As we advance learning the foundations of ARM assembler, our examples will become longer. Since it is easy to make mistakes, I think it is worth learning how to use GNU Debugger gdb to debug assembler. If you develop C/C++ in Linux and never used gdb, shame on you. If you know gdb this small chapter will explain you how to debug assembler directly.
We will use the example store01 from chapter 3. Start gdb specifying the program you are going to debug.
Ok, we are in the interactive mode of gdb. In this mode you communicate with gdb using commands. There is a builtin help command called help. Or you can check the GNU Debugger Documentation. A first command to learn is
Ok, now start gdb again. The program is not running yet. In fact gdb will not be able to tell you many things about it since it does not have debugging info. But this is fine, we are debugging assembler, so we do not need much debugging info. So as a first step let's start the program.
Ok, gdb ran our program up to main. This is great, we have skipped all the initialization steps of the C library and we are about to run the first instruction of our main function. Let's see whats there.
Uh-oh! The instructions referring the label addr_of_myvarX are different. Ok. Ignore that for now, we will learn in a future chapter what has happened. There is an arrow => pointing the instruction we are going to run (it has not been run yet). Before running it, let's inspect some registers.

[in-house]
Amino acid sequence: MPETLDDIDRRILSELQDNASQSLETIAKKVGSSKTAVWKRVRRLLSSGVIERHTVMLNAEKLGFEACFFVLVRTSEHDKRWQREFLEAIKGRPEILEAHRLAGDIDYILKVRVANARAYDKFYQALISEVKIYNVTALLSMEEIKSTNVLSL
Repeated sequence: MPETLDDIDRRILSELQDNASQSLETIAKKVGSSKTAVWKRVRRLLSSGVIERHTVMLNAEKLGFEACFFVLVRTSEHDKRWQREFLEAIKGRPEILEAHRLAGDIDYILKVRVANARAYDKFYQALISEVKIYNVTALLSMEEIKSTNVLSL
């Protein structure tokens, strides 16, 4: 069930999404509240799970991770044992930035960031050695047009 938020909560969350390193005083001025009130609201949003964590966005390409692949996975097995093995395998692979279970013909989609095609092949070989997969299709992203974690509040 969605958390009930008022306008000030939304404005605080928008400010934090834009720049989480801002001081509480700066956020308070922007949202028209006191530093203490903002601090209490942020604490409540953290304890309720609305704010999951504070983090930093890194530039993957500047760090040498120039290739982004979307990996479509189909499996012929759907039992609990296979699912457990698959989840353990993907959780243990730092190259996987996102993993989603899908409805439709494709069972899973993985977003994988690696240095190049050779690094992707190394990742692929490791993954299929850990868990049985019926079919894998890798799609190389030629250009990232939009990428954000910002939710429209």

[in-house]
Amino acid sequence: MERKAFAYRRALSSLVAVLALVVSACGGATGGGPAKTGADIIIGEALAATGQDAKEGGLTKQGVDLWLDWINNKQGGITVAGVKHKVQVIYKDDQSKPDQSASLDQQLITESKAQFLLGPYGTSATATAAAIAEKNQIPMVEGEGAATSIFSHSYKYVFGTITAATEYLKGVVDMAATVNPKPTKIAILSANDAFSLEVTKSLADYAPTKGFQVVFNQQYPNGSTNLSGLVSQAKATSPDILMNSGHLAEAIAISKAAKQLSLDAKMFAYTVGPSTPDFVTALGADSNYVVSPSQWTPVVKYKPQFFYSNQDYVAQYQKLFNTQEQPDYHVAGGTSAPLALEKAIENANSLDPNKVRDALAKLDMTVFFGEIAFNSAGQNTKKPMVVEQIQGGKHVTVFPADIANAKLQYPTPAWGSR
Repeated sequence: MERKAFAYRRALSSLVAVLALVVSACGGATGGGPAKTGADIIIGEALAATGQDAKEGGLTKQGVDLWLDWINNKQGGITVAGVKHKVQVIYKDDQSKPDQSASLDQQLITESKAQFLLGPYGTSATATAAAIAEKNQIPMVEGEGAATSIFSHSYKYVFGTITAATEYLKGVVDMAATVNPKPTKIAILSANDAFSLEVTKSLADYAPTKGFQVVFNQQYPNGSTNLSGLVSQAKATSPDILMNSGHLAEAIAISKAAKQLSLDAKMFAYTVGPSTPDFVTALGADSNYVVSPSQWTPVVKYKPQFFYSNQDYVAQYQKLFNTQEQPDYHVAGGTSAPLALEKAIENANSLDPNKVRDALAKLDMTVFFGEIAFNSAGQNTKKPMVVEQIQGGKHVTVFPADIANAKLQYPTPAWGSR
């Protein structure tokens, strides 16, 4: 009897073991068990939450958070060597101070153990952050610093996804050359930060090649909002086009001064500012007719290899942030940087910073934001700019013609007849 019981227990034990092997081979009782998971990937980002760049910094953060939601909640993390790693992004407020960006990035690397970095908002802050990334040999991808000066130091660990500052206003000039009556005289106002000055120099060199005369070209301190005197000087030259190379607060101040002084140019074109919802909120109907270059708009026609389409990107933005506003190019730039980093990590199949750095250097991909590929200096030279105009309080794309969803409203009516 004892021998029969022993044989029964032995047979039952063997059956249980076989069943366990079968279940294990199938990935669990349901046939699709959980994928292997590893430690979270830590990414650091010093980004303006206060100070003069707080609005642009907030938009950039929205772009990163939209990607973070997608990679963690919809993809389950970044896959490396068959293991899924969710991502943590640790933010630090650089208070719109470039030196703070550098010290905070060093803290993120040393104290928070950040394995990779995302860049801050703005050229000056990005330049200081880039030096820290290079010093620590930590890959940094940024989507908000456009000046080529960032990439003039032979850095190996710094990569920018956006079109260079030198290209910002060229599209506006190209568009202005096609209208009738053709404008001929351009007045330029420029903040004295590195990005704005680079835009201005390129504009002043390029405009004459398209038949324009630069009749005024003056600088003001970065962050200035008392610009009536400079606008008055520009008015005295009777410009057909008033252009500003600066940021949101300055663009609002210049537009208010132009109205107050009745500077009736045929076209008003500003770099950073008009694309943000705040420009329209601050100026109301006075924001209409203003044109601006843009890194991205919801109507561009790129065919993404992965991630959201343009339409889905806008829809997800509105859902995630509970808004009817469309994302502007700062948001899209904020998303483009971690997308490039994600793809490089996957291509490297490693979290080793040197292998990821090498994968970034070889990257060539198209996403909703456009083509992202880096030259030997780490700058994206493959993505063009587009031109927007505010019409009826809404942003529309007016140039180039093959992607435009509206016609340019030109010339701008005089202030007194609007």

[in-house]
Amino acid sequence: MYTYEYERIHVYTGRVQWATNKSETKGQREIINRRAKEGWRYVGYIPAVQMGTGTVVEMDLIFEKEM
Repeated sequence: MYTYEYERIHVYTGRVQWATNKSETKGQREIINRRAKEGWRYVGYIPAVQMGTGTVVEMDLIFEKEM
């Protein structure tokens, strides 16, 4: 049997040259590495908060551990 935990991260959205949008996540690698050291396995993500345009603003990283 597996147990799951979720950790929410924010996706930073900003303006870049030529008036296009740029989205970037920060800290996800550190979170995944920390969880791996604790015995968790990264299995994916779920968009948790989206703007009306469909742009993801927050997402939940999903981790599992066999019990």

We can modify registers using p which means print but also evaluates side effects. For instance,
gdb has printed $1, this is the identifier of the result and we can use it when needed, so we can skip some typing. Not very useful now but it will be when we print a complicated expression.
Now we could use $2, and so on. Ok, time to run the first instruction.
Well, not much happened, let's use disassemble, again.
Ok, let's see what happened in r1.
Great, it has changed. In fact this is the address of myvar1. Let's check this using its symbolic name and C syntax.
Great! Can we see what is in this variable?
Perfect. This was as expected since in this example we set zero as the initial value of myvar1 and myvar2. Ok, next step.
You can use disas (but not disa!) as a short for disassemble. Let's check what happened to r3
So far so good. Another more step.
Ok, lets see what happened, we stored r3, which contained a 3 into myvar1, right? Let's check this.